The Office of the Future: Virtual, Portable, and Global
IEEE Computer Graphics & Applications | , Vol 38(6): pp. 125-133
Virtual reality has the potential to change the way we work. We envision the future office worker to be able to work productively everywhere solely using portable standard input devices and immersive head-mounted displays. Virtual reality has the potential to enable this, by allowing users to create working environments of their choice and by relieving them from physical world limitations, such as constrained space or noisy environments. In this paper, we investigate opportunities and challenges for realizing this vision and discuss implications from recent findings of text entry in virtual reality as a core office task.
Published by IEEE
We study the performance and user experience of two popular mainstream text entry devices, desktop keyboards, and touchscreen keyboards, for use in Virtual Reality (VR) applications. We discuss the limitations arising from limited visual feedback and examine the efficacy of different use strategies. We analyze a total of 24 hours of typing data in VR from 24 participants and find that novice users are able to retain about 60% of their typing speed on a desktop keyboard and about 40–45% of their typing speed on a touchscreen keyboard. We also find no significant learning effects, indicating that users can transfer their typing skills fast into VR. Besides investigating baseline performances, we study the position in which keyboards and hands are rendered in space. We find that this does not adversely affect performance for desktop keyboard typing and results in a performance trade-o for touchscreen keyboard typing.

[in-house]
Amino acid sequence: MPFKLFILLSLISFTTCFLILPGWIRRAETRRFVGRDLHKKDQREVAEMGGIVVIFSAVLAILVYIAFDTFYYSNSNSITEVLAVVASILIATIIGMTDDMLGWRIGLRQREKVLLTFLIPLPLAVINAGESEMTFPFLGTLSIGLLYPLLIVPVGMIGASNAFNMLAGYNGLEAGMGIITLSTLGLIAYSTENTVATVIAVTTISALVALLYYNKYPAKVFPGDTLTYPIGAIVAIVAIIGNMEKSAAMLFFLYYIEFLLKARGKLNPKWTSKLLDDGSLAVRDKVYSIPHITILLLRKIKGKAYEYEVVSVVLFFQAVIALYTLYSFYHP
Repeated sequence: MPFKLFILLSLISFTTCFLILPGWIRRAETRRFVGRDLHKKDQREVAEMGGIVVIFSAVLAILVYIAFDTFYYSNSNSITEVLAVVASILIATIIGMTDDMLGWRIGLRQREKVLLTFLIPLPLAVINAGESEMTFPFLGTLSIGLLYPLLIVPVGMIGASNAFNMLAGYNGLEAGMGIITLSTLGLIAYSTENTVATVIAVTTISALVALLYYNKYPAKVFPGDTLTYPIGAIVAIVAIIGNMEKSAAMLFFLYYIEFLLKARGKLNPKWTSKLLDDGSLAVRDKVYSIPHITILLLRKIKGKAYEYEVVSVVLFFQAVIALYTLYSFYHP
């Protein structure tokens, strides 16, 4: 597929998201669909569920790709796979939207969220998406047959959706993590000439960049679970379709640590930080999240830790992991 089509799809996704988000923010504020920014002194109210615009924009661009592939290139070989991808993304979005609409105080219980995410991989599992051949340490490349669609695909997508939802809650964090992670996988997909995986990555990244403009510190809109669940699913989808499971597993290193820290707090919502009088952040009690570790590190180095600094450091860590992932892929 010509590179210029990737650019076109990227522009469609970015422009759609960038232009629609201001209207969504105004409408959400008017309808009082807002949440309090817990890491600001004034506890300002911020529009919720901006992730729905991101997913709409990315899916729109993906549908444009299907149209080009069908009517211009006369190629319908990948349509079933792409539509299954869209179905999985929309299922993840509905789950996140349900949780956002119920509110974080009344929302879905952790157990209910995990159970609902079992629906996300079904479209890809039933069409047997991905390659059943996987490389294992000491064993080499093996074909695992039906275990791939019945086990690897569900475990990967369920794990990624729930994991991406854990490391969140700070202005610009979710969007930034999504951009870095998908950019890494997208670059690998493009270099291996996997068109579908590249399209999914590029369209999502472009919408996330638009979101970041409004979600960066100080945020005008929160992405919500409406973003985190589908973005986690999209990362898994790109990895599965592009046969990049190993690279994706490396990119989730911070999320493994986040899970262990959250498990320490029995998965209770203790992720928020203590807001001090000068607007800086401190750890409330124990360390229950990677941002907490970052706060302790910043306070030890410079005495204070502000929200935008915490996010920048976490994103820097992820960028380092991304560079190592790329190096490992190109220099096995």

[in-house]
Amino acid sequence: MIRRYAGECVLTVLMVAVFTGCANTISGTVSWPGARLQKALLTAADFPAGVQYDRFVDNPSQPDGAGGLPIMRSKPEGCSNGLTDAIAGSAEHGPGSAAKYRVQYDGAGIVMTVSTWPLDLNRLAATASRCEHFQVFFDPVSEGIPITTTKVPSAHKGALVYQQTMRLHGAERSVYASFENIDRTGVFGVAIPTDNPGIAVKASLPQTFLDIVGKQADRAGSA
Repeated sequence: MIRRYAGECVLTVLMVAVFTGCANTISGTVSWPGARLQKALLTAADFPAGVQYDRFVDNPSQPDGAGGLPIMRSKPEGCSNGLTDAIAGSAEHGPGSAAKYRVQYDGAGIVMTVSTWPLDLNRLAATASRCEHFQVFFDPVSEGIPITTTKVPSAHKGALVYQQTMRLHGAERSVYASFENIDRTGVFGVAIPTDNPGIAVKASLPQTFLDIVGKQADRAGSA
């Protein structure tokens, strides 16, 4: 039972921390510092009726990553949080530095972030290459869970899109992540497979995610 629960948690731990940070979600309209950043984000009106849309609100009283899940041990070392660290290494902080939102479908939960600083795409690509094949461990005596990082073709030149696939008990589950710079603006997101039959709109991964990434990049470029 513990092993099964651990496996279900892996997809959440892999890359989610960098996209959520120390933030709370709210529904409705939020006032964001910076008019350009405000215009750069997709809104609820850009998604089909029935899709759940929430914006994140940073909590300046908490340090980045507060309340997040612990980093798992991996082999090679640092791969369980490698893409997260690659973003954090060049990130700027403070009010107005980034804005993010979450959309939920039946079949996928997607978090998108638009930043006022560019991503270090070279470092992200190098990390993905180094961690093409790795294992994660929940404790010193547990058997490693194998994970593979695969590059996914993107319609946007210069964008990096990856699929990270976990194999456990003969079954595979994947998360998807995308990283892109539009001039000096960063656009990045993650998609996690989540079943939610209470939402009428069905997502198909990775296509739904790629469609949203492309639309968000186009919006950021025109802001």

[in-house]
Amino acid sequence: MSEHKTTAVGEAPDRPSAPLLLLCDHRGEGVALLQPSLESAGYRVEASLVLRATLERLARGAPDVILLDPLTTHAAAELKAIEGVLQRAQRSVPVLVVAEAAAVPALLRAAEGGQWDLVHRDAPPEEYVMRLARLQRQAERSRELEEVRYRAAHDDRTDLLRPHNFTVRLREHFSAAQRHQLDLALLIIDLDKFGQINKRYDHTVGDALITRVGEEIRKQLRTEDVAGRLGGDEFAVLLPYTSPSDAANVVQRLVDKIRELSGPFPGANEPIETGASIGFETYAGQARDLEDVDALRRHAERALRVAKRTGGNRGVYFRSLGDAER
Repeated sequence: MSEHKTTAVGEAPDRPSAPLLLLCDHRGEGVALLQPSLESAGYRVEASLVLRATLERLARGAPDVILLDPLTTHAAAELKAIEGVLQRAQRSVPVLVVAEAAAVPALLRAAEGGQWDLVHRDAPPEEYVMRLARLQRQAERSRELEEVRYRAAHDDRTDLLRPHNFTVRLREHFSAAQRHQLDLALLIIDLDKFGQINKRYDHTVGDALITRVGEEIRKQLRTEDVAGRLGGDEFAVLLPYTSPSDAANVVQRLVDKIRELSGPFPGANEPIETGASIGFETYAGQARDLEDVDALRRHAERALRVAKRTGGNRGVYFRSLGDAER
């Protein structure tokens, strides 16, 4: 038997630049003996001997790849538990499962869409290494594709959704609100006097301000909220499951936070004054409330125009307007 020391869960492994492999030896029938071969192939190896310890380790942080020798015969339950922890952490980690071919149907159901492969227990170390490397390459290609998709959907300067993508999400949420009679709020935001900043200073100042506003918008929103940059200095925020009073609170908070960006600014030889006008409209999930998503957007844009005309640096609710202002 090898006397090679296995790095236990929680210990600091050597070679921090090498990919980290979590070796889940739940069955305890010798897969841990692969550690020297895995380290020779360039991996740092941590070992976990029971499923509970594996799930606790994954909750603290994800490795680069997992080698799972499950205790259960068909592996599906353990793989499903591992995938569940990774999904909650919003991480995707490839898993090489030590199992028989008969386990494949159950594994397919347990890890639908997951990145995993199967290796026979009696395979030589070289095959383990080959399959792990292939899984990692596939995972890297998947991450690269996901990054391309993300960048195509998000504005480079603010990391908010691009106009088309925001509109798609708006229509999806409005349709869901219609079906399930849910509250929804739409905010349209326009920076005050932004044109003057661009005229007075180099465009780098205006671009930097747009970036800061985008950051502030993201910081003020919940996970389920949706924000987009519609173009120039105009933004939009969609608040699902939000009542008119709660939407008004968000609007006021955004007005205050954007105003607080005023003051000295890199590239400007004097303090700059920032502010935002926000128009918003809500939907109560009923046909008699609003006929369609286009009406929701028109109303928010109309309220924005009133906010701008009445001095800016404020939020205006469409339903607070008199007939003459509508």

In IEEE VR 2018 Alphanumeric text entry is a challenge for Virtual Reality (VR) applications. VR enables new capabilities, impossible in the real world, such as an unobstructed view of the keyboard, without occlusion by the user’s physical hands. Several hand representations have been proposed for typing in VR on standard physical keyboards. However, to date, these hand representations have not been compared regarding their performance and effects on presence for VR text entry. Our work addresses this gap by comparing existing hand representations with minimalistic fingertip visualization. We study the effects of four hand representations (no hand representation, inverse kinematic model, fingertip visualization using spheres and video inlay) on typing in VR using a standard physical keyboard with 24 participants. We found that the fingertip visualization and video inlay both resulted in statistically significant lower text entry error rates compared to no hand or inverse kinematic model representations. We found no statistical differences in text entry speed.